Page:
|Virginian Sex Assault Victims Blast Catholic Church
By Fredrick Kunkle
January 28, 2011
Adult victims who suffered sexual abuse as children have faced off in an increasingly acrimonious fight with the Catholic Church over whether to extend the time in which a victim can file a lawsuit against an abuser.
At a press conference Thursday in which victims told wrenching stories about being abused, Camille Cooper, director of legislative affairs for National Association to Protect Children (PROTECT), called on the Catholic Church to back down from efforts to limit Virginia's statute of limitations. She said the church already helped to cut the proposed extension to file a suit from 25 years to eight years.
"I've reached a whole new level of cynicism in being lobbied by the Catholic Church," Cooper said, adding that the church also sought to write into the bill an exemption for businesses and organizations that might be sued. She said she hoped that any church members who continued to oppose the bill would "find God" before the bill goes to the Senate's Courts of Justice civil affairs subcommittee.
Victims say the longer time frame is warranted because many children repress memories of the abuse and do not report or acknowledge the experience until years, or decades, later.
Current law requires a victim of childhood sexual assault to file suit within two years after the abuse occurred, after reaching adulthood, or after the abuse came to light. Bills sponsored by Del. David B. Albo (R-Fairfax) and Sen. Frederick M. Quayle (R-Chesapeake) would allow victims to sue their abusers up to 25 years later.
But Cooper said that after the Catholic Church spoke up at a House Courts of Justice subcommittee hearing, Albo's bill, HB1476, was amended to reduce the period to eight years.
Advocates hoped to push through Quayle's bill, SB1145, on Thursday without changes. The Civil subcommittee of the Senate Courts of Justice agreed to send the measure to the full committee after amending the period to 20 years.
Among the advocates pushing the bill was Becky Ianni, 53, director of the Survivors Network of those Abused by Priests. She told of being abused by Monsignor William T. Reinecke when she was a girl in Alexandria.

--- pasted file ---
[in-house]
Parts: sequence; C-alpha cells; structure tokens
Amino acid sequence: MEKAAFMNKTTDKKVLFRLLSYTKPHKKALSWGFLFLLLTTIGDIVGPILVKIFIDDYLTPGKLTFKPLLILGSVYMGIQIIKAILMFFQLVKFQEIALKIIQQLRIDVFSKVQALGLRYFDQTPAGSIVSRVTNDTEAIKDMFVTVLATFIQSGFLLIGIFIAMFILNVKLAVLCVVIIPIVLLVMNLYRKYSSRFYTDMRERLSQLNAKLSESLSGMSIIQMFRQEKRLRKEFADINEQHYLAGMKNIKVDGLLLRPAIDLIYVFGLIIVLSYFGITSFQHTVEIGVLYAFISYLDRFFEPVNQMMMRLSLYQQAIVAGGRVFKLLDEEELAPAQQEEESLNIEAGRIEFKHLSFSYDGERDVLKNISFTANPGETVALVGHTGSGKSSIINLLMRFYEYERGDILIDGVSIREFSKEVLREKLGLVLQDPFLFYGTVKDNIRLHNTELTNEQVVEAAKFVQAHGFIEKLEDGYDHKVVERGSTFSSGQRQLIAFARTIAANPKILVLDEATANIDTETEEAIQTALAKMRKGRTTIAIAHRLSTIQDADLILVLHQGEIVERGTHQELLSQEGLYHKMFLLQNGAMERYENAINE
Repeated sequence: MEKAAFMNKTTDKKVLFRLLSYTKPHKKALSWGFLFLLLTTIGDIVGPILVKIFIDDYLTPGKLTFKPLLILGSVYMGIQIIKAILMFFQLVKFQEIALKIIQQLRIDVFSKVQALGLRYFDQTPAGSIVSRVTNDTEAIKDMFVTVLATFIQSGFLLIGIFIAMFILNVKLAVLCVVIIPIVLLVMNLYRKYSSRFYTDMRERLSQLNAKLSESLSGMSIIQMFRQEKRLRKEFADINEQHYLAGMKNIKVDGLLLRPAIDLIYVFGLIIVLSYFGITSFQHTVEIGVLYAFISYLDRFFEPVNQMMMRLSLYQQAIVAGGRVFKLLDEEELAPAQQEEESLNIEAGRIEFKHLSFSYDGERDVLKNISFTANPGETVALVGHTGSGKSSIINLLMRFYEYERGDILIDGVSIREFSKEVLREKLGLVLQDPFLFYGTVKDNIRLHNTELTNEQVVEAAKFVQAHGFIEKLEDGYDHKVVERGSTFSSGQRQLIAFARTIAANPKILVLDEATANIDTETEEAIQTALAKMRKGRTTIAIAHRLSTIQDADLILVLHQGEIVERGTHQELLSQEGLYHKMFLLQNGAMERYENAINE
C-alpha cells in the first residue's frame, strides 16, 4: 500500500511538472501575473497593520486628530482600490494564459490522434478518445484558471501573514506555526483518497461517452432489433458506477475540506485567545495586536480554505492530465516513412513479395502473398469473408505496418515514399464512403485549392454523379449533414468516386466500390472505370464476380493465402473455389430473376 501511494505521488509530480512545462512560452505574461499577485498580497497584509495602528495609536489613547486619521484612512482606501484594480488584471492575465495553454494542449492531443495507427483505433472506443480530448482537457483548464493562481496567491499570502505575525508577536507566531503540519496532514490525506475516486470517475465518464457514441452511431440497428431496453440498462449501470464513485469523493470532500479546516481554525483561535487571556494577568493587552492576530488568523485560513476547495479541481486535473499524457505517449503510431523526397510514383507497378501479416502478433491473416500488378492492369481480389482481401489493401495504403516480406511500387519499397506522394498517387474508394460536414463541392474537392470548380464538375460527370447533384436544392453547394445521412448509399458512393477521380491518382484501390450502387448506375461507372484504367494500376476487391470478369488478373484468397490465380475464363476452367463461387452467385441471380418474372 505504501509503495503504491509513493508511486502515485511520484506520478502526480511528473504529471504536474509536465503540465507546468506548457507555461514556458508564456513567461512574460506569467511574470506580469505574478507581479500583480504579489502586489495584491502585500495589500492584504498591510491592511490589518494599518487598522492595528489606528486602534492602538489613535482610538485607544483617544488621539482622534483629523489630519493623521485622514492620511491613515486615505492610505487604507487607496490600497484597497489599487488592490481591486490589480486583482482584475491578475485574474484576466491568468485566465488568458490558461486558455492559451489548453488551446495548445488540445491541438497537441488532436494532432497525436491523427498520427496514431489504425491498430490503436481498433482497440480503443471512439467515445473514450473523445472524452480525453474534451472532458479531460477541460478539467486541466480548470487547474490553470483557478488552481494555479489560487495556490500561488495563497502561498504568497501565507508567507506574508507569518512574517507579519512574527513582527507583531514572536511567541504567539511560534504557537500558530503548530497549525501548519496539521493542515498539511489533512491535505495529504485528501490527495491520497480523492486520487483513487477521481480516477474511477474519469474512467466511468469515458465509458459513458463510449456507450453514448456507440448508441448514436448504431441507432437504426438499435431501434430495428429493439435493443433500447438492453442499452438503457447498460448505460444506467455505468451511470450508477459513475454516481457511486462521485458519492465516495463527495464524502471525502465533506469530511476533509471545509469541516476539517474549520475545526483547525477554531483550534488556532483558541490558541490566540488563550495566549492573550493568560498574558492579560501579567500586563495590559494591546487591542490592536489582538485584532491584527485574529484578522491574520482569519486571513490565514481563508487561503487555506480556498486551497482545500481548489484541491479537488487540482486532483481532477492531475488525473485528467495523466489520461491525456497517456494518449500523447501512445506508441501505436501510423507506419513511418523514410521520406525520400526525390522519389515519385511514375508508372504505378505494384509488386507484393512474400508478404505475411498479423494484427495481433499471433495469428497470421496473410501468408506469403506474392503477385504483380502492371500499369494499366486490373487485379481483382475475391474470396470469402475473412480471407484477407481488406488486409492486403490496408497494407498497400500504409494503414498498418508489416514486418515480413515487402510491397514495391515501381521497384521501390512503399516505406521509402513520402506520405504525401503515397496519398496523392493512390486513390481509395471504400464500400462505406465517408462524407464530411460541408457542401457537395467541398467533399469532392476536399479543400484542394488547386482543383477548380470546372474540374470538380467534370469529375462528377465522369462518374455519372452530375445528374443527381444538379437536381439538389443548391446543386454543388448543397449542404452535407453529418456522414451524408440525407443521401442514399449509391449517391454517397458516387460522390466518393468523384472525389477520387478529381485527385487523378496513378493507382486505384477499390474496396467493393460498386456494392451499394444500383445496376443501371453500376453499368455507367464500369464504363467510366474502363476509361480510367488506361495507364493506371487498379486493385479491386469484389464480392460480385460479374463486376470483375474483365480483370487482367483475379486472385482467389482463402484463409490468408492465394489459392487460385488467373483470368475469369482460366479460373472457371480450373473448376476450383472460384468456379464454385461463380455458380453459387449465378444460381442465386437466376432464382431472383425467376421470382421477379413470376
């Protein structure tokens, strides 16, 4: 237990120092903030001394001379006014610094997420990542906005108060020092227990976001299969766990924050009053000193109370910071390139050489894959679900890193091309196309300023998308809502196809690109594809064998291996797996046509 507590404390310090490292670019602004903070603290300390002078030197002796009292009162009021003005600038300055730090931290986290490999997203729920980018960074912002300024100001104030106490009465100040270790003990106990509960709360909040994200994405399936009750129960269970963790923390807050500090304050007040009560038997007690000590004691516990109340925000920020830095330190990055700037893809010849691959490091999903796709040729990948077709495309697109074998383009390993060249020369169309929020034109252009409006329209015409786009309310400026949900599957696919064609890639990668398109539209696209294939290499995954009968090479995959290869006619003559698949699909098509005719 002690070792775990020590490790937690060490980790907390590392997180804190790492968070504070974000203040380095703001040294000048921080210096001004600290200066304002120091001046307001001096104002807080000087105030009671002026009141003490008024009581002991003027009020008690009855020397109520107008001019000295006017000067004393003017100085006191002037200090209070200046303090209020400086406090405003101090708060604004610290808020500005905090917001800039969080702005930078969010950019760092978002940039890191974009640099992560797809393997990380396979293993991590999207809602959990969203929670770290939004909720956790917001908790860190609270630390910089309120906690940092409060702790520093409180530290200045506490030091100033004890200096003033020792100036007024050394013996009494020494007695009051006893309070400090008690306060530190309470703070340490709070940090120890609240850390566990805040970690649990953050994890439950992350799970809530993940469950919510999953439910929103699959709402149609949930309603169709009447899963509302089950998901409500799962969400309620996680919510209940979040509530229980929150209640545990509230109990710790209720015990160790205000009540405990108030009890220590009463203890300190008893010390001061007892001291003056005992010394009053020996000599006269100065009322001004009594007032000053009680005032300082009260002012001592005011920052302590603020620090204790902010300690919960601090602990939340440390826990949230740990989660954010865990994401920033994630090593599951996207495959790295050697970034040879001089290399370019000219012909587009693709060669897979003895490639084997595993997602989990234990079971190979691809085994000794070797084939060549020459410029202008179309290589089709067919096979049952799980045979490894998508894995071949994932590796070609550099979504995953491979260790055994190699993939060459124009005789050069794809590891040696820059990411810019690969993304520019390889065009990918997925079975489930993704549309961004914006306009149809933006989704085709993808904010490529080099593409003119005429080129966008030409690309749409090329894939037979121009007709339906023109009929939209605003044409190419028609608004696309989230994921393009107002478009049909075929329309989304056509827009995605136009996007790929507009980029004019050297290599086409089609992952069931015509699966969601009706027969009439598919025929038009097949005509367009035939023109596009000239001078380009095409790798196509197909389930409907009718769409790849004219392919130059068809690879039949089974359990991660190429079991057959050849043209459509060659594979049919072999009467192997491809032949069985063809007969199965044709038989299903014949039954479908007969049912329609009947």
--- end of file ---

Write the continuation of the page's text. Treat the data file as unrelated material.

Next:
"All the parents loved and trusted him. I loved and trusted him," Ianni told reporters. When the abuse started, she said, she buried the experience deep in her mind until her memory, triggered by a photograph of the priest, unearthed it 40 years later. Reinecke, confronted by another victim, committed suicide in 1992.
The church has been rocked in recent years by disclosures of widespread abuses and cover-ups by clergy. A call to Jeff Caruso, executive director of the Virginia Catholic Conference, was not immediately returned Friday morning.
Cooper said she would not be satisfied until there is no statute of limitations at all on bringing suit against an abuser. Placing limits on the time frame contributes to the repressive tactics used by abusers to silence their victims, she said.
Cooper and the other advocates of childhood sexual assault victims also urged the passage of a bill sponsored by Del. William R. Janis (R-Goochland) that would help judges to set monetary values when ordering restitution for the victims of child pornography cases. Under his bill, HB1995, a victim would receive at least $150,000.
A House subcommittee agreed to report the bill with an amendment that instead would set restitution at $1,000 for each offense. During the debate, lawmakers and advocates said an offense could be defined by prosecutors as each pornographic image taken and each time the image was reproduced and transmitted to others.
Sen. Creigh Deeds (D-Bath) has offered a similar, more loosely defined bill that will also go to the full Senate panel.
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